What I’m Looking For in a Literary Agent

Hello Dear Readers and Writers, and Happy June! Hope Summer is finding you happy and filled with sunshine.

In today’s post I wanted to share what I’m looking for in a literary agent.
I’m on the query trail, and I sat down and asked myself which essential points I’d like to find in a literary agent to rep my work?

I want to work with a Publishing Pro who knows the business of selling books. Because I’m a professional in my day job, and I treat my clients with care and respect, I want this sort of relationship with an agent as well. How do I define that best practice in my own approach to my work?

Here’s my list so far:

1. Communication – The best thing a collaborative partner can offer their clients is thoughtful, timely communication. We’re professionals here. Check in once in a while. Even bad news about nothing happening is better than no news at all. Who knows, maybe we can put our heads together and come up with a new plan.

2. Collaboration – I want someone in my corner who gets my characters, who wants to champion my stories, and see them in print. If I’m going to pay an agent fifteen percent I need to know we’re working together to see that happen.

3. Strategy sessions for marketing ideas – This is a business I want to cultivate and grow over time. Strategies to get these stories I’ve written to the correct market is a win-win situation. In my opinion, there’s nothing worse than not having a plan.

4. Creative support – I want to work with an agent who tosses ideas around for future works, ways to draw in readers, and make these stories the best they can be.

5. Minimum industry standards – Contract negotiations with editors and publishers for the best corner of the market for my work. I want to work with a fearless agent who knows their way around the industry and earns every dollar for everyone involved in the production of creative work. Membership in professional organizations like AAR is something that turns my head.

6. Contract negotiations – I want to work with the agent who can negotiate the best deal possible. I’m committed to my side of the craft of writing, and I want to work with someone who’s committed to owning their side of the bargaining table. Who knows, maybe we’ll make a gazillion dollars, but most importantly I want a fierce negotiator who ensures my work gets delivered into the hands of readers who deserve to read my fiction.

7. Career building ideas – From conferences, to signings, to website design I want to collaborate with someone who sees a future in my writing career.

8. Kindness – This should really be listed as number one. Writers put their hearts and character’s souls out into the world for inspection. I want to work with someone who’ll leave me with a smile on my face at the end of the day despite the harsh realities of the publishing world.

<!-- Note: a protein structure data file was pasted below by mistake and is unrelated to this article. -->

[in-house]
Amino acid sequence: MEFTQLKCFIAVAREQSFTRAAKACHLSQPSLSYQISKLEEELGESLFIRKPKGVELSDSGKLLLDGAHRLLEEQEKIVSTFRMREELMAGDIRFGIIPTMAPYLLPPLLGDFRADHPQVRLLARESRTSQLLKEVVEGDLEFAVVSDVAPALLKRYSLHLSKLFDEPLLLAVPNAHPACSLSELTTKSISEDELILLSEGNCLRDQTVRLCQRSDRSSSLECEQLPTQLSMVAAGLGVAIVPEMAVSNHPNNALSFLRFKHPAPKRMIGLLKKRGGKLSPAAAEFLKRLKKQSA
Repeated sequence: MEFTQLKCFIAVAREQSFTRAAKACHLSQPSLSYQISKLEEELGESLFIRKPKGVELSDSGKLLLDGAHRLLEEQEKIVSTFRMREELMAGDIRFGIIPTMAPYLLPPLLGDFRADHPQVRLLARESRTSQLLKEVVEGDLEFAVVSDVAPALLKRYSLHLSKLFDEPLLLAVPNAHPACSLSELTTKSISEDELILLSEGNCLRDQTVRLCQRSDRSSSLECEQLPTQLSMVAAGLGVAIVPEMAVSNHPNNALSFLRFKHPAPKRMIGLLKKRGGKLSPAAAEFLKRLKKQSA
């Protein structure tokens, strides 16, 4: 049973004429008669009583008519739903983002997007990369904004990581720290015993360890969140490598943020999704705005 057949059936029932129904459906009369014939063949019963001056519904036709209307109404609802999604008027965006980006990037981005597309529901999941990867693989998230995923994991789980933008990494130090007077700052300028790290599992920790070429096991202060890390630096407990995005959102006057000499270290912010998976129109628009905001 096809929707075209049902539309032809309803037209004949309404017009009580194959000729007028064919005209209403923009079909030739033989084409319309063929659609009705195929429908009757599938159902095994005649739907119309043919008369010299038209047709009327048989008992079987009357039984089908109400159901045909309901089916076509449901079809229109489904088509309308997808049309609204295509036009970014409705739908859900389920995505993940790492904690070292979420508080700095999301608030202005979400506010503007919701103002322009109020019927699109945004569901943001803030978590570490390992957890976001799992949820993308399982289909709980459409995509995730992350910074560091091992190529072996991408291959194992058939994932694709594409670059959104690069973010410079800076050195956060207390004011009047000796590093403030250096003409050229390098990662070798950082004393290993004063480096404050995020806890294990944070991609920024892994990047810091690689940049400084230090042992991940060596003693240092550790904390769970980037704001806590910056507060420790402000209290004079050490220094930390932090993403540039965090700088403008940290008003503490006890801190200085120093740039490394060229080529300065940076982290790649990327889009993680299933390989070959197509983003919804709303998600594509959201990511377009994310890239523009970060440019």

9. Excitement – I’m thrilled to have received rejections from agents who weren’t on-board with my vision so far. I want to work with that one agent who’s over-the-moon excited about my work.

10. Great editing skills – I firmly believe no project is ever finished, only offered up as part of the Universal Story for all humans to recognize emotions and either challenge them, or agree with them. So, for me, having an agent who wants to discuss developmental editing is key. I’m always on board for spinning a sentence until it finds its power.

11. Other ideas – I’m leaving the last spot open for conversation, and additions. If you’re a writer, what other professional options would you want available when assembling your dream agent?


Published by Paula Millhouse

Author Paula Millhouse http://www.paulamillhouse.com Where Fantasy, Romance, and Suspense collide.

3 thoughts on “What I’m Looking For in a Literary Agent

  1. Paula,
    I would like one who has a plan for my career growth. Also, they would have to have a sense of humor.
    I’ve heard nightmares of agents being cruel sometimes. It seems those days are over. Lately, I’ve heard that they are curtious and pleasant.
    I hope to find out what their like soon.


  2. Paula,

    I don’t have a suggestion for slot 11, because I can’t get past the first one. I was talking with a young woman who is quite successful in what she does and she said the thing that separates her from her competitors across the board is that she answers her emails in a timely fashion. It’s stunning to me the number of businesses and people trying to make it in business who don’t take that simple step.

    I agree with you that it is by far the most important aspect.

    To give you an idea, we went to a company to buy 150 basketballs. What basketball company wouldn’t want to make that kind of sale? And yet, they didn’t return our phone calls, emails, or texts. And so we’ve moved on to a different company.


    1. Thanks for chiming in on this point, Samantha.
      It’s true – I can’t believe how often I run into such poor service. Is this a function of the digital age? If it is, I’m not impressed.


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